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Student Guide to Playwriting: The Competition Winners #1

In the build up to the launch of The Student Guide to Writing: Playwriting book on 9 May, here is the fifth in our series of blogs – this time introducing the winners of The Student Guide to Writing: Playwriting competition.

Here are the first two winners:

  1. TITILOLA IGE, JOINT UNIVERISTY WINNER:

Who you are:

I am a Nigerian-born British feminist who is raising a son in today’s world. It’s important I mention who I am as a lot of my writing and thinking is rooted in being Nigerian, being British and being a feminist so that always goes first.

Why you started writing:

Because of Judy Blume and Mildred D Taylor. I was very much trying to discover who I was being raised within an all-white foster family in an all-white village. Telling stories at a young age – although I couldn’t articulate it – was my escape.

How you would describe your work:

True, free and honest.

Why you entered the competition:

I’m a creative person who loves to learn. This is where I get my inspiration from when I write. I like imagination and intelligence. We should always learn – whether that’s in a school environment or by opening up a newspaper or going travelling and finding out what else is in this world.

For me being a student in an educational sense, opened up something for me and entering this competition was my way of sharing that.

What winning the competition means to you:

It has allowed my writing to be exposed which is what I’m trying to do and it has allowed me to share my opinion on being a student and why it worked for me. Also winning this competition is fulfilling a dream of my work being published. I hope this is the start of more to come.

What you’d like to do in the future:

What I’m doing now: writing, mentoring girls and young women and storytelling in different ways on different platforms. I just want to keep on going.

www.Titithewriter.com

VEE TAMES, SCHOOLS WINNNER:

Who you are:

My name is Vee Tames and I am 18 year old actress/writer in the final year of my A Levels.

Why you started writing:

Since childhood, I was always fascinated by how stories work and why we are so interested in them. I didn’t do any creative writing as such until I left secondary school as there weren’t many opportunities known to me to try it. At first, I only wrote scraps of stories and poems for my own personal reading but later I realised I wanted other people to read and hear what I was saying and thinking about the world around me. It was from that point onward that my interest in writing grew.

How you would describe your work:

Truthful. Engaging. Optimistic

Why you entered the competition:

I wanted to test myself by submitting a piece of work that was going to be read by people outside my close family. The benefit of an exterior deadline prevented me from going off track and I was able to meet the brief in time. The resources published weekly by the Student Guide throughout the competition period were crucial for when I got stuck in the writing process as I had no one else to turn to otherwise. Through their lesson plans, I managed to survive a playwriting process from start to end which was a great mini-achievement in itself. I was delighted with having a complete short sample of a play yet alone being announced as one of the winners.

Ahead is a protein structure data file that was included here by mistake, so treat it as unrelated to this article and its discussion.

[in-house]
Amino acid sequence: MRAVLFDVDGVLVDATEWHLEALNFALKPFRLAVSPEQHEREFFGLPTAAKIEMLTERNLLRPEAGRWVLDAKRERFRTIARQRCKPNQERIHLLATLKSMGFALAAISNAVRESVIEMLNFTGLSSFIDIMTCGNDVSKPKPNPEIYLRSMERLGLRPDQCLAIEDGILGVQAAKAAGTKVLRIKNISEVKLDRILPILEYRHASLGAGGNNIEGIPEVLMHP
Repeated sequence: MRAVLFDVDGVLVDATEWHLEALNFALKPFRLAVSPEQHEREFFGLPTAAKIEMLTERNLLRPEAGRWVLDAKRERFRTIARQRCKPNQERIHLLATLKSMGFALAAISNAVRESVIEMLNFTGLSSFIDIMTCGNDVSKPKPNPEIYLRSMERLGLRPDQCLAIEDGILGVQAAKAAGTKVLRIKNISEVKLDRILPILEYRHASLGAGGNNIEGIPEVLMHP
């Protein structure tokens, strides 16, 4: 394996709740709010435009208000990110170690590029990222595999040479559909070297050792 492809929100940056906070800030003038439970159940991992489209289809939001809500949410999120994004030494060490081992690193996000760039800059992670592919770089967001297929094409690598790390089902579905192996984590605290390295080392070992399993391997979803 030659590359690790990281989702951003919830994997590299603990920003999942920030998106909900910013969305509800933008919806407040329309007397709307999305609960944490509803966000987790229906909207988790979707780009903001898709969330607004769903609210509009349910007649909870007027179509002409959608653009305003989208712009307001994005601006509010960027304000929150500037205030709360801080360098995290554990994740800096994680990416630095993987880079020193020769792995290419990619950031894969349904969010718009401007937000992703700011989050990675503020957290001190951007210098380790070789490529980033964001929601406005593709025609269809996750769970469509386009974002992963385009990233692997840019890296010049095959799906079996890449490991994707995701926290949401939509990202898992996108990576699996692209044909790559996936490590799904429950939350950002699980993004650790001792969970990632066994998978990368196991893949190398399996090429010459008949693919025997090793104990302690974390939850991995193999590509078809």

What winning the competition means to you:

Winning the competition was wonderful and immensely gratifying. I had never written a play before so it came as quite a shock when I found out! Personally, one of the biggest prizes has been working with Jennifer Tuckett and learning about the mechanics of writing for the stage from an industry expert like her. She has trained and nurtured many writers before as well as writing high-calibre work so I knew I was in safe hands. There is a lot of graft involved in creating a good piece of work and Jennifer provided such wonderful advice and guidance that I wouldn’t have been able to receive without winning this competition.

What you’d like to do in the future:

I hope to carry on writing and making my own work. I recently finished a screenwriting residential with the BFI so I think I’d like to continue experimenting with other forms of storytelling and see what arises from that process.

Next time, the final part of this blog series will introduce the other three winners of The Student Guide to Writing: Playwriting competition: Monique Geraghty, Mufaro Makubika and Miriam Battye.

For more information on and to attend the launch of The Student Guide to Writing: Playwriting book on 9 May click here. The event has now sold out.

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